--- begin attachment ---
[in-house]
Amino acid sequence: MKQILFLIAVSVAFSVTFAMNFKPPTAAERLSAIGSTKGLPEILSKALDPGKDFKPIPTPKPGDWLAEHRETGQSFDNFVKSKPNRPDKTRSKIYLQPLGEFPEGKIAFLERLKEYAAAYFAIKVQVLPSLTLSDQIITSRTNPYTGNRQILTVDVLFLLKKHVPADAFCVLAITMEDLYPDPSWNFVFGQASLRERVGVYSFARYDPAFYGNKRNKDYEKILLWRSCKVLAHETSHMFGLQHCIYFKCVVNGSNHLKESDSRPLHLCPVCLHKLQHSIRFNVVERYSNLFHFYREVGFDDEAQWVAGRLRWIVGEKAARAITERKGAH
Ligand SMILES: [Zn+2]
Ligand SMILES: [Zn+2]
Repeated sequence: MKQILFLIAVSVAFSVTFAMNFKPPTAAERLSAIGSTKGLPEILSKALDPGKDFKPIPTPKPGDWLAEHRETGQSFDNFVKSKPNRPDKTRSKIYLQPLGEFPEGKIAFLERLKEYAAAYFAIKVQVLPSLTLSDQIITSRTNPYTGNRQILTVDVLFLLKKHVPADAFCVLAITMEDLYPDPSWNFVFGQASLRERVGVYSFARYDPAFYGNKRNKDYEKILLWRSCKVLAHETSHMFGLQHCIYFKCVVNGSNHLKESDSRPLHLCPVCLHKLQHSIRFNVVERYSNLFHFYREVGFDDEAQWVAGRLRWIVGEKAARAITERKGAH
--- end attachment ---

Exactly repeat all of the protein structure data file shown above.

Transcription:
[in-house]
Amino acid sequence: MKQILFLIAVSVAFSVTFAMNFKPPTAAERLSAIGSTKGLPEILSKALDPGKDFKPIPTPKPGDWLAEHRETGQSFDNFVKSKPNRPDKTRSKIYLQPLGEFPEGKIAFLERLKEYAAAYFAIKVQVLPSLTLSDQIITSRTNPYTGNRQILTVDVLFLLKKHVPADAFCVLAITMEDLYPDPSWNFVFGQASLRERVGVYSFARYDPAFYGNKRNKDYEKILLWRSCKVLAHETSHMFGLQHCIYFKCVVNGSNHLKESDSRPLHLCPVCLHKLQHSIRFNVVERYSNLFHFYREVGFDDEAQWVAGRLRWIVGEKAARAITERKGAH
Ligand SMILES: [Zn+2]
Ligand SMILES: [Zn+2]
Repeated sequence: MKQILFLIAVSVAFSVTFAMNFKPPTAAERLSAIGSTKGLPEILSKALDPGKDFKPIPTPKPGDWLAEHRETGQSFDNFVKSKPNRPDKTRSKIYLQPLGEFPEGKIAFLERLKEYAAAYFAIKVQVLPSLTLSDQIITSRTNPYTGNRQILTVDVLFLLKKHVPADAFCVLAITMEDLYPDPSWNFVFGQASLRERVGVYSFARYDPAFYGNKRNKDYEKILLWRSCKVLAHETSHMFGLQHCIYFKCVVNGSNHLKESDSRPLHLCPVCLHKLQHSIRFNVVERYSNLFHFYREVGFDDEAQWVAGRLRWIVGEKAARAITERKGAH